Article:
4 TIPS TO SMASH WRITER'S BLOCK
Over the last few years since my first book was published, I’m often asked: “How do you get it written?! I want to write a book, I’ve got the idea, and I just can’t seem to get going.” Or “I’ve started and I can’t finish, I’m resisting it so badly.”
Each time, I’ve shared a few simple tips, and I’ve received countless updates saying “The book is written, thank you!!” and even “I got it done, I’m meeting an agent today!” So, just in case I’m sitting on some magical secret for getting a book written, and you’ve been thinking about writing your own, I thought you might like the insights. (I also use these tricks for getting any writing done if I’m struggling to get going, whether it’s a blog or something for a website.)
1. Say you’ll write for three minutes.
It can be even shorter. One lady I gave this tip to I muscle tested for her and it was to commit to writing for 64 seconds! The point is to pick a time that feels like ‘ok I can totally do that’. And without fail, by the time the three minutes (or the 64 seconds) is up you’re tapping away at the keyboard and you think ‘I might as well carry on now’.
2. Use noise-cancelling headphone + a continuous mix.
This is two tips in one but for me they’re essential and work like magic. I’m easily distracted by sound – especially when I’m in resistance mode. Noise-cancelling headphones are the best thing ever for helping with focus! And here’s the secret sauce: listen to music that’s a continuous mix. The Ministry of Sound do these great ‘Chilled’ albums with laidback house and they often have three ‘continuous mixes’ at the end. Because there’s no pause between the tracks your brain doesn’t get interrupted every few minutes. Plus - after a while of using the same music, certain mixes immediately signal to my brain that it’s ‘writing time’ and you just crack on with it!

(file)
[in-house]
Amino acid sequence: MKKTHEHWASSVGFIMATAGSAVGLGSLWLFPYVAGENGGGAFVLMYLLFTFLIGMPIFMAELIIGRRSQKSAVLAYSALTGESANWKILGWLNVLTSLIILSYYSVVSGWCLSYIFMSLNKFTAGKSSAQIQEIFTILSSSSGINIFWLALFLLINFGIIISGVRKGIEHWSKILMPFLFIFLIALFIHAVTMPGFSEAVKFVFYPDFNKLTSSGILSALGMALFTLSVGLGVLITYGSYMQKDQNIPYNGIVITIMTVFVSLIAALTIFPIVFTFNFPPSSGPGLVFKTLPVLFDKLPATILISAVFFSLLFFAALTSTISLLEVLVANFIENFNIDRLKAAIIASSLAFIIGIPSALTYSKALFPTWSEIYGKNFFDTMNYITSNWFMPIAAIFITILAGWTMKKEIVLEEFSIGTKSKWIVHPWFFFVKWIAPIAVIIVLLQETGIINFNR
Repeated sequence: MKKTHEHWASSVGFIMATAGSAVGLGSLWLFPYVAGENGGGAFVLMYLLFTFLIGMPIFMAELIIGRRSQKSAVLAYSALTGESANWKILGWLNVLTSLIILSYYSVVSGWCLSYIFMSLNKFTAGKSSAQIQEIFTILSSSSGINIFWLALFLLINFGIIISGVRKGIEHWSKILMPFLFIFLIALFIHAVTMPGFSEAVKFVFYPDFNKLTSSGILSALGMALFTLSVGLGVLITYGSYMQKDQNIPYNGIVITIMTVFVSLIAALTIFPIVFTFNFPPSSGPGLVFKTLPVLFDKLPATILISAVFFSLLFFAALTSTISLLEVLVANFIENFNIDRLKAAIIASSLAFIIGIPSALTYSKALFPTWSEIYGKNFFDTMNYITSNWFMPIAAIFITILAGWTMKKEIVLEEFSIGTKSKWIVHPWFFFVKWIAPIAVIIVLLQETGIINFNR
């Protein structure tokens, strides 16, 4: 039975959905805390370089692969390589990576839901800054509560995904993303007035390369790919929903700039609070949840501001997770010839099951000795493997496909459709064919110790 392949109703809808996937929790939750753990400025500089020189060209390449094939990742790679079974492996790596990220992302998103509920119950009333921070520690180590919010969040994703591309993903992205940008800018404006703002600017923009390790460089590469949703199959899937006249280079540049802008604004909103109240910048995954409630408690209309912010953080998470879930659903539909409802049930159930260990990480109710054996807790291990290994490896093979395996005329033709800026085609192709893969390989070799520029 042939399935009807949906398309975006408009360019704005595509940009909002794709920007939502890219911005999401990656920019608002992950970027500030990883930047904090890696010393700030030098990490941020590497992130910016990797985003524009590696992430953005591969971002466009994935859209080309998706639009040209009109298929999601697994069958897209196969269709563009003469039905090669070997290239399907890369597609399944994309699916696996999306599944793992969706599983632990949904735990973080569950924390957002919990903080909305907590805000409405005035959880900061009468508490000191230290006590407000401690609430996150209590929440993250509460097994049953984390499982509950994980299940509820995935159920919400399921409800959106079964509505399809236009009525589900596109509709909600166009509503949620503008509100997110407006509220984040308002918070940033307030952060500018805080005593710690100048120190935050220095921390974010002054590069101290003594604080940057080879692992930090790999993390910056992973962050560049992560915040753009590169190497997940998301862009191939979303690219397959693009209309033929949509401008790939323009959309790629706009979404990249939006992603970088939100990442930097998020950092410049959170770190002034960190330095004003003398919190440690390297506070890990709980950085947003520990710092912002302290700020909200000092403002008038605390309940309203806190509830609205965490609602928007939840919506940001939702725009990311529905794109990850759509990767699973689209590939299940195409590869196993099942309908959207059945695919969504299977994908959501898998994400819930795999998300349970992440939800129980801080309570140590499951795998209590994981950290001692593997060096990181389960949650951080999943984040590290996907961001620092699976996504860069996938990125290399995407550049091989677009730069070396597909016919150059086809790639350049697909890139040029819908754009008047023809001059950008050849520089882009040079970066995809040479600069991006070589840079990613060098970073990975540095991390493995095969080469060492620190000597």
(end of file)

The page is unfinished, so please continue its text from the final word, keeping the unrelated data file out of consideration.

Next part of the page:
3. Sit quietly + breathe first.
It’s so tempting to immediately start writing. And if you can close your eyes and take a few deep breaths for a couple of minutes, you relax into a state of mind where ideas and thoughts can start to download and flow to you. Having an idea of what to write before you start makes things flow so much more easily, but if the ideas aren’t coming, sit down and sit still and something always comes to mind!
4. Question the mind monkeys.
The first three tips are often enough to get the words flowing. If you still feel stuck though, here are a couple of deceptively simple questions to figure out why:
“What’s really going on here?”
“What am I afraid will happen if I finish this book?”
Maybe you don’t actually want to write a book but you feel like you should. Maybe (and this is a common one) you have no idea how to find a proof-reader or an editor or design a book cover and those things have turned into a headache so it’s ‘easier’ to just not write the book. Maybe you don’t want anyone to read the book, so if it’s not written, they can’t. Maybe you only want the book to be read by people who like it. Maybe you don’t want to have to edit your work or do a second draft.
I get it!
When you’ve identified what’s really going on, then you can just reassure the mind monkeys that all of those things will get taken care of; right now there’s nothing to worry about; you can cross all those bridges when you get there.
(And always, always show your writing first to someone who’s only going to say nice things about it; unless you have nerves of steel and skin like rhino-hide, your first freshly-crafted creations are not best shared with ‘devil’s advocates’ (aka devil’s knobheads).
So there you have it, my four tips for smashing through writer’s block and getting your book written.
Happy scribing friends!
Lots of love